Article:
born in 1913 he was the nephew of Sakichi Toyoda. From the Time magazine bio
By the time Eiji received his mechanical engineering degree in 1936, Kiichiro was developing the system now known as lean manufacturing. He reasoned that the company could save money if parts and components could be delivered to the assembly line just in time to be installed on the car being built. He also changed the traditional physical layout of the plant so that machine tools were grouped along the flow of production. That made the supply line shorter and meant parts could get into the assembly process sooner.
He then began convincing suppliers to cooperate in his just-in-time system. Eiji's first assignment was to run the company lab in Tokyo, and he set about lining up mechanical and scientific specialists to join Toyota. Then he worked on the shop floor in charge of machinery and production planning.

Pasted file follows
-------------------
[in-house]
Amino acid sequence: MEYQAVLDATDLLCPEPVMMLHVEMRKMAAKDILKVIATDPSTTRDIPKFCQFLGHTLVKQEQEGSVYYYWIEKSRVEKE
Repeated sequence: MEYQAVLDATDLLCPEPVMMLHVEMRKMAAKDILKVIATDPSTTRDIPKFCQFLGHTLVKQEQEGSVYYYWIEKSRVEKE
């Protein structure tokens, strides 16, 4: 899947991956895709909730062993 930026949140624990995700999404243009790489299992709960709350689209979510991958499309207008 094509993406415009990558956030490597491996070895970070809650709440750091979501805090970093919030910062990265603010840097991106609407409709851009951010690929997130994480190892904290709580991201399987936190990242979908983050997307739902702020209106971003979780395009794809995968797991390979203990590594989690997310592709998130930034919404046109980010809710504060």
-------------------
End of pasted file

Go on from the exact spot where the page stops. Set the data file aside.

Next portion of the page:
Kiichiro And Eiji Toyoda - Blazing The Toyota Way
But on that day in 1938 when Kiichiro Toyoda, the founder of Toyota Motor Corp. (TM ), instructed his understudy, Eiji, to build a factory on land cleared from a red-pine forest in central Japan, neither realized they were about to make history. That plant, located in what is now called Toyota City, pioneered concepts such as just-in-time inventory control, kaizen continuous improvement, and kanban parts labeling -- all disciplines common today in factories from Detroit to Stuttgart, and essential to the Toyota Way.